Since then, I guess I’ve either been trying to please him or piss him off, I don’t know which. Who knows what our true intentions are when dealing with our parents. I guess I wanted him to clap his hands and sing along to my silly babbling always. But it could never be that way. Not back then. It was a very different time.

I remember my father looking at me across the table as if I’d turned from cute to cloying overnight. And who could blame him? What would his friends think if they saw him encouraging me to impersonate Lana Turner? He’s been dead for many years now but I can still see the look on his face when I donned my napkin kerchief along with my mother’s sunglasses, brought the spoon up to my lips and cooed in my very best Hollywood lady voice, “I just adorrrrrre Jell-O, don’t you?”

In a past interview, you credit the success of the Gold Dust Orphans to brainstorming as an ensemble: “Since we all hang out with each other on and off the stage we are able to run ‘bits’ or concepts for characters by each other all the time. If we laugh, it usually means that the audience will laugh.” Do you write all your pieces this way, or is there a moment when you take the reins and hammer it out yourself?

Once the title is established and the actors are assigned their characters, yes, I most definitely take the reins. In fact that’s just about the time when I begin to fashion the reins into a whip. I believe in hard work and never resting until we get it right. Some people can’t handle that. They want to take ten minute breaks every five minutes, endlessly snack and play with their cell phones. They don’t last long. I have no tolerance for “Sunday Actors.” There must be a passion burning deep inside each Orphan to do the very best job possible or they’re out the door. Because of the nature of the style there can be no nimrods. Everyone must tow the line. And they do so with pleasure. This is why I am dedicated to them and stand by each one on and off the stage no matter what. They have sacrificed much for our little company.

And so to answer your question, yes, there are indeed many sailors keeping my ship of fools afloat but only the Captain turns the wheel.

Ryan Landry (right) in "Phantom of the Oprah." (Michael von Redlich)
Ryan Landry (right) in "Phantom of the Oprah." (Michael von Redlich)

I very much respect your can’t-please-everyone (and-not-trying-to) approach. Are you always able to allow criticisms to roll off you?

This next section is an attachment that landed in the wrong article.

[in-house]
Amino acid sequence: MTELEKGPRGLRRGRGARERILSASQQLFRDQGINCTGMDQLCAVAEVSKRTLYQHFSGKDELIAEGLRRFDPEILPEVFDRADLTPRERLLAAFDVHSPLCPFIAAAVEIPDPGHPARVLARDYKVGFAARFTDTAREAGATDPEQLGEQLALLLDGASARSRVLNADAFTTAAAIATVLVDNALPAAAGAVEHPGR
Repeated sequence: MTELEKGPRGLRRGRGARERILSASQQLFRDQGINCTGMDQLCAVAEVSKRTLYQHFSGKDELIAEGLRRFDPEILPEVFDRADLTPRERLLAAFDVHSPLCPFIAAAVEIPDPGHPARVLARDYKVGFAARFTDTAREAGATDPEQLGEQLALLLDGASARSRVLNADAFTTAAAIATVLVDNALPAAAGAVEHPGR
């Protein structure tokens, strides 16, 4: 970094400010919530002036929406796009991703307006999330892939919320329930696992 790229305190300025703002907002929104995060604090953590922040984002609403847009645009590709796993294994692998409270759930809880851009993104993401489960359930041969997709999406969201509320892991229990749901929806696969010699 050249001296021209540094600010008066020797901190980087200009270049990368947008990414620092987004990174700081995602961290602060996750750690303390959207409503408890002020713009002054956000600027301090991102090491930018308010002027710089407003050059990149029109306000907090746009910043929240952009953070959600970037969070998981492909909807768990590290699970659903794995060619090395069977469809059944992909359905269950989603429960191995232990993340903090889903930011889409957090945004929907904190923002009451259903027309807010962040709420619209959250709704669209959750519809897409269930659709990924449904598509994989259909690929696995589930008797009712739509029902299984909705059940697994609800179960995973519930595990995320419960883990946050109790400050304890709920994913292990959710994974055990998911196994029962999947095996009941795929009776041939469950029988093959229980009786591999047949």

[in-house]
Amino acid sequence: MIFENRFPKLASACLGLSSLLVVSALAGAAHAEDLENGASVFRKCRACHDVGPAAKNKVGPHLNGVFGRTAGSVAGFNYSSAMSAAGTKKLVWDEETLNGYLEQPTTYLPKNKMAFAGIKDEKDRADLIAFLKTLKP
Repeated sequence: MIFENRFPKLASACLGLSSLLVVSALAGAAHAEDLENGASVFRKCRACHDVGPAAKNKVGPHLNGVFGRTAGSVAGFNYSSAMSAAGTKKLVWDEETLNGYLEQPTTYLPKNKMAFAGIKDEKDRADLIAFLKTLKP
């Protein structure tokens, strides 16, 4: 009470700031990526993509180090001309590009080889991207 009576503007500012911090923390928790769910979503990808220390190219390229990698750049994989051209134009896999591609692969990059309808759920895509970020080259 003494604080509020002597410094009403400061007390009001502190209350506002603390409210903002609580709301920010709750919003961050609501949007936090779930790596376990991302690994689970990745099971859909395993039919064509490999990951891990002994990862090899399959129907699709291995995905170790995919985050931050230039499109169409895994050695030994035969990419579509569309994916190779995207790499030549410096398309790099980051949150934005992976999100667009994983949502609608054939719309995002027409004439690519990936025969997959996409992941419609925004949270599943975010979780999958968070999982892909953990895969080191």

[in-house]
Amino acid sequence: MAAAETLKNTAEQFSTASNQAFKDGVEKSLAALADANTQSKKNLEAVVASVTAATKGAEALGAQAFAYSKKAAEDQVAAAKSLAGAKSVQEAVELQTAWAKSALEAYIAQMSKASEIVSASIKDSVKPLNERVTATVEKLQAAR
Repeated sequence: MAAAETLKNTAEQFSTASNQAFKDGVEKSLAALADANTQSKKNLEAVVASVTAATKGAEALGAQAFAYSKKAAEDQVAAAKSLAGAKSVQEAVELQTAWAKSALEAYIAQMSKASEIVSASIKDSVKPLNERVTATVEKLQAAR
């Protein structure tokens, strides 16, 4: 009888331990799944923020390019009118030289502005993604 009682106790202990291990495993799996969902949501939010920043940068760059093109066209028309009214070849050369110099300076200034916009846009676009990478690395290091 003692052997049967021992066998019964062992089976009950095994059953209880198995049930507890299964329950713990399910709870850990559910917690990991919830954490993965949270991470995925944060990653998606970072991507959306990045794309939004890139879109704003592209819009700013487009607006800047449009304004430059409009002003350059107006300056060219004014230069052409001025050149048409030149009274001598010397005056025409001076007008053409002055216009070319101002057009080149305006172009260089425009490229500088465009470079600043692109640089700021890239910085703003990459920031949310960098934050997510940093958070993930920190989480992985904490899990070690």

No. There have been times when I wanted to kill the critics. I still hold to the truth that my play “M” (produced by the Huntington Theatre) is the best thing I’ve ever written. Surreal, abstract, yes. But alive. So very much alive. Someday someone out there is going to read it with fresh eyes and end up producing it long after I am gone.

However, back when it was playing you would have thought (from the reviews) that I’d completely lost my mind. As if my ultimate goal was to bring down the entire American theater as we know it. This is probably due to one particular line in the text. When speaking of the critic, a character whose name was Pig, the lead actress softly sighs … “All critics are pigs. Some shit in a pen, others through one.”

Do you ever play anything safe?

Sex. But then who’s getting that these days?

What do you think about the word provocative?

It sounds like something Madonna would call herself. Like her, it’s a dull entity that tries too hard to be edgy.

Are there any parodies or riffs that you’ve brainstormed and axed?

We still haven’t done “Mammy Dearest” (our take on “Gone With The Wind”) or “Anne Frank’s One Night Out.” “The Elephant Lady” is one that we never finished though we meant to and “Suddenly Last Supper” is still on the table. Like most people, we still have so many dreams unfulfilled and not much time left now before we die. Come to think of it, we’d better get to work.

Why do you think you were chosen for this honor at this point in your career?

They must have heard I was leaving town!

I hear you’re moving to New Orleans. Is that true and what does it mean for the Orphans in this city?

We move to New Orleans next year, but we will still be doing [two] shows a year in Boston.

What’s next on the agenda?

A screenplay based on the Orphans.

What do you hope to do inspire, change and/or champion in the next years of your career?

I only hope to keep working, reading, writing, thinking. And when this is all over, when I am old and my mind goes (and it will) I want to be brought to a buffet restaurant one afternoon. Once seated, I want to cross my legs like a lady and tie a napkin round my head. And there I shall sit, eating my Jell-O unashamed.

Susanna Jackson’s writing has been featured in Art New England, Boston Globe and DigBoston. You can find her on Twitter @suedoesnttweet.